• Needs considerable 3D printing expertise

                      Key Factors When Buying a Belt 3D Printer

                      Slicer support

                      Conveyor belt 3D printers have a unique design. Their inclined printing angle makes traditional slicer software setups unusable for slicing models. As these printers are relatively new, slicing support for belt 3D printers is very limited in popular slicers.

                      When choosing a conveyor belt 3D printer, you need to consider its slicer compatibility. It is a crucial aspect of all the belt printers and will dictate your software experience with the printer. You need to ensure that you have alternative slicer options available if one of them doesn’t work out for you.

                      The Blackbelt 3D printer comes with its Blackbelt slicer based on an older version of Cura. The Creality CR-30 works on the Creality Belt slicer, another old version of the Cura Slicer. But it has extensive support and profiles available with the Ideamaker Slicer software.

                      Build quality

                      Build quality is often neglected in budget 3D printers. However, in the case of belt 3D printers, solid build quality is absolutely essential. A stable structure will help provide good support to the prints and is helpful in long-duration 3D prints.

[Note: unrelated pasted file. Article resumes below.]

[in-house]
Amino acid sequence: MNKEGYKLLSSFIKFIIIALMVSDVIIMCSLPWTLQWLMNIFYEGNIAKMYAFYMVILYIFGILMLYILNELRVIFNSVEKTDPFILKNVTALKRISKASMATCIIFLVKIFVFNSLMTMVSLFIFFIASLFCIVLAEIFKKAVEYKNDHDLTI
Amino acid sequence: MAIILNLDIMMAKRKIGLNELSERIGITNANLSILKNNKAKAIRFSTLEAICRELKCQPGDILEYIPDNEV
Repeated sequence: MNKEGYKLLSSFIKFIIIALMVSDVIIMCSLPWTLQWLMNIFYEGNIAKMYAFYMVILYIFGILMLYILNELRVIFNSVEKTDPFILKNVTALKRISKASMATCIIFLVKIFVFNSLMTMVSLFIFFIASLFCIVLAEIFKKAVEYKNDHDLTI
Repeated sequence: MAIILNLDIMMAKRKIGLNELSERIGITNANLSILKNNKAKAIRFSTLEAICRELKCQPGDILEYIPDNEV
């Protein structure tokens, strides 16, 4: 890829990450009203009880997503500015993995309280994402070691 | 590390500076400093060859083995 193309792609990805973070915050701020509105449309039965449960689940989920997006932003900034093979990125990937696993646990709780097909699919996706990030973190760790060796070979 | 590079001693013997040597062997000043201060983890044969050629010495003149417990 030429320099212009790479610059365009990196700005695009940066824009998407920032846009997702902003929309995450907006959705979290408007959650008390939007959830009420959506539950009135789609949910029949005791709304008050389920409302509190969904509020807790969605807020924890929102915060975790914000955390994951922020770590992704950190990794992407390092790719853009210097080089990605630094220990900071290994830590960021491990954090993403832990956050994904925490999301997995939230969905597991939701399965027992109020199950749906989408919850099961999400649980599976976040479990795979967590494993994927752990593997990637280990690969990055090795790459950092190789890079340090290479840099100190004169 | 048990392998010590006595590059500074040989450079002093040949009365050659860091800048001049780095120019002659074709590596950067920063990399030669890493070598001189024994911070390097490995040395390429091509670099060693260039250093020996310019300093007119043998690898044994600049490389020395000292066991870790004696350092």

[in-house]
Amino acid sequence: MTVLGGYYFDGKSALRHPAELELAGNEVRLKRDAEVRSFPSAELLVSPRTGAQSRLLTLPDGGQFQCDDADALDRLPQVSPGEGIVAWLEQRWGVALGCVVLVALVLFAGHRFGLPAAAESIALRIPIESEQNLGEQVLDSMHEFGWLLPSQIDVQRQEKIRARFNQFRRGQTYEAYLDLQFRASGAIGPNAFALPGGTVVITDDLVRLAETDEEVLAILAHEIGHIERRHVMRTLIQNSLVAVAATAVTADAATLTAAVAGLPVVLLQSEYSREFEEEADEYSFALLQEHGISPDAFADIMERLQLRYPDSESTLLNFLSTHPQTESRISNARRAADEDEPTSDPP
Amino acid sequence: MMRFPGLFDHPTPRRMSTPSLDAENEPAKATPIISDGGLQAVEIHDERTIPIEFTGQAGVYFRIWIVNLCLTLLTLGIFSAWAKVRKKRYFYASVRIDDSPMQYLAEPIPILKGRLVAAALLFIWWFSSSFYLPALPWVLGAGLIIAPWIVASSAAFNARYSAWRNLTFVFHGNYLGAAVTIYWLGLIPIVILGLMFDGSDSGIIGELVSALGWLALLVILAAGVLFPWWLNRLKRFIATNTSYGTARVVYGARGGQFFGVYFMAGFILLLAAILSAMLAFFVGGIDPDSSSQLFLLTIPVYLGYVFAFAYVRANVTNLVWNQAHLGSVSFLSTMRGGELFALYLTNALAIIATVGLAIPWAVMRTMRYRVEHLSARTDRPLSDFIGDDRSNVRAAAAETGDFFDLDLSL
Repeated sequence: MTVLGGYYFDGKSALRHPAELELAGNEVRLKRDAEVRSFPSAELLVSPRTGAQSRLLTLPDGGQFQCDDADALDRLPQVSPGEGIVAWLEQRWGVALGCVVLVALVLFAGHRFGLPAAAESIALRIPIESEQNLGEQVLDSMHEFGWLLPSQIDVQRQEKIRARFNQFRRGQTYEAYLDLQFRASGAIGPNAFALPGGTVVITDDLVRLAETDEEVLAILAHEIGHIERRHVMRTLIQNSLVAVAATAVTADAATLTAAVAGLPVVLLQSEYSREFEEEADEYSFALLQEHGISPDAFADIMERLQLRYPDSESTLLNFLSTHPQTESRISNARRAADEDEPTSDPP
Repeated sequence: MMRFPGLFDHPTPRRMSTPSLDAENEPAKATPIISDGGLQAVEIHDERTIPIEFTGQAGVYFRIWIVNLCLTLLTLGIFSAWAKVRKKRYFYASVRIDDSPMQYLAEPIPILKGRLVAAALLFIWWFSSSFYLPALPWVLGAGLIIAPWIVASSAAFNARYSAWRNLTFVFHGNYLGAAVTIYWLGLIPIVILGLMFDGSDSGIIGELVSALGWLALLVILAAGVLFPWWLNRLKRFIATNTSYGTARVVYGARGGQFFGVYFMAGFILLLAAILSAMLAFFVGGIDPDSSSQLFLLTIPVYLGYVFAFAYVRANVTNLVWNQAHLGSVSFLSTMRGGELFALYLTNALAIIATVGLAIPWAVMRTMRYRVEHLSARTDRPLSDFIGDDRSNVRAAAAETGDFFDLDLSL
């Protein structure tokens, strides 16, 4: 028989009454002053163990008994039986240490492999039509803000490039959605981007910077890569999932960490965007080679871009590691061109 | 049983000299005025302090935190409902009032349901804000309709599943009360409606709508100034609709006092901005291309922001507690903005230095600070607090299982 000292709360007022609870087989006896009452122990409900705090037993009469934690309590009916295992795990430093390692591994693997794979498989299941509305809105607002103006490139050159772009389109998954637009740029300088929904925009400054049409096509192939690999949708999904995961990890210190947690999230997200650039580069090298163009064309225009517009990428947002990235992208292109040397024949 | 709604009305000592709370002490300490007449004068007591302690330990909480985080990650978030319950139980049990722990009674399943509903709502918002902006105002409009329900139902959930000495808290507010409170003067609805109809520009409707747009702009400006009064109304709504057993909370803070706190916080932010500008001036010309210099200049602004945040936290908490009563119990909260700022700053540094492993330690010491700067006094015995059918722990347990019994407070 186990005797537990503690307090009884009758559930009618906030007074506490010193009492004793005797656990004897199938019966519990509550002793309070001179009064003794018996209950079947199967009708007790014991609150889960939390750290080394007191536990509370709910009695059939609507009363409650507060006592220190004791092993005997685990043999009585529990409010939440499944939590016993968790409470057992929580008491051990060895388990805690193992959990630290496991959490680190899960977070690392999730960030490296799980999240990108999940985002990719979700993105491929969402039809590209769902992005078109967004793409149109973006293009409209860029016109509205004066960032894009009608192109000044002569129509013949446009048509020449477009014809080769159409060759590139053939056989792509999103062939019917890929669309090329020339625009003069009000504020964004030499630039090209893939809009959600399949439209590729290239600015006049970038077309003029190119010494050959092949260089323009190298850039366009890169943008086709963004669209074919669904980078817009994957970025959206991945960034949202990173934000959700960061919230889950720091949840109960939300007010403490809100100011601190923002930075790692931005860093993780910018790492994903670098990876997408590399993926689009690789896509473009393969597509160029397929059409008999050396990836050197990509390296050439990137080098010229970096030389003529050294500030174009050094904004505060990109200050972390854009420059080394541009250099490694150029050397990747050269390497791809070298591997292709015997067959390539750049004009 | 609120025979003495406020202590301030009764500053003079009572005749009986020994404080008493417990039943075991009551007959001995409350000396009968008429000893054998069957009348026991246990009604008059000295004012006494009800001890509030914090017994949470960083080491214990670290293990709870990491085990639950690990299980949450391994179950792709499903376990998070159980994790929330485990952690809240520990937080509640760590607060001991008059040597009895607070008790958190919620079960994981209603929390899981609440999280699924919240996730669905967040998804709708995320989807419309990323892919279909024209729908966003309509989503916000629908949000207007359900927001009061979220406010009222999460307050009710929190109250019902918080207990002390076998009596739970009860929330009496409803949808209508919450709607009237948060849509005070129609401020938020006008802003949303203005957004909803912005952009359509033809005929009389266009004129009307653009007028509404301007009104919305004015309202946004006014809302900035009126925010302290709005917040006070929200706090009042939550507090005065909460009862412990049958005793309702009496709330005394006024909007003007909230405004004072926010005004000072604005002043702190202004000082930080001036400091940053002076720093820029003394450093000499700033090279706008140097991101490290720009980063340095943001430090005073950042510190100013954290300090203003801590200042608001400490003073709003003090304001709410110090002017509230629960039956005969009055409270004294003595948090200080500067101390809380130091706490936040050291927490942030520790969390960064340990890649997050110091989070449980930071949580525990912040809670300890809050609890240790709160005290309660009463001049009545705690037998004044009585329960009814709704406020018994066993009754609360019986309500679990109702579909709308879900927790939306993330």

Belt 3D printers have an inclined printing angle, and even a slightly wobbly structure can lead to disastrous results. In the best-case scenario, only print quality is affected. In the worst-case scenario, a large print can come loose and ruin hours of work.

                      A sturdy frame will help avoid these issues. A triangular frame typically creates the best support structure for the 3D printer.

                      The Creality CR-30 and the BlackBelt 3D printer come out on top in terms of build quality. The White Knight belt 3D printer, too, has some high-end components and an all-metal frame to keep up with the extended demands of long 3D printing objects.

                      Filament sensor

                      The filament sensor is an integral part of any belt 3D printer. Its function is to inform you about your filament feed to the printer. If your filament spool empties or the filament breaks in the middle of a 3D print, the sensor will notify the printer and stop the printing process.

                      This can save your current model from failing due to a lack of filament. You can quickly load up a new filament spool and resume printing your model. Considering a belt printer’s objective of printing long-duration prints, a filament sensor becomes almost a necessity to avoid any print failures.

                      Almost all the 3D printers mentioned in the list have a smart sensor for filament embedded in their hardware. Even if the conveyor belt 3D printer you are looking at does not have a filament sensor, it is typically fairly easy to add one.

                      Belt surface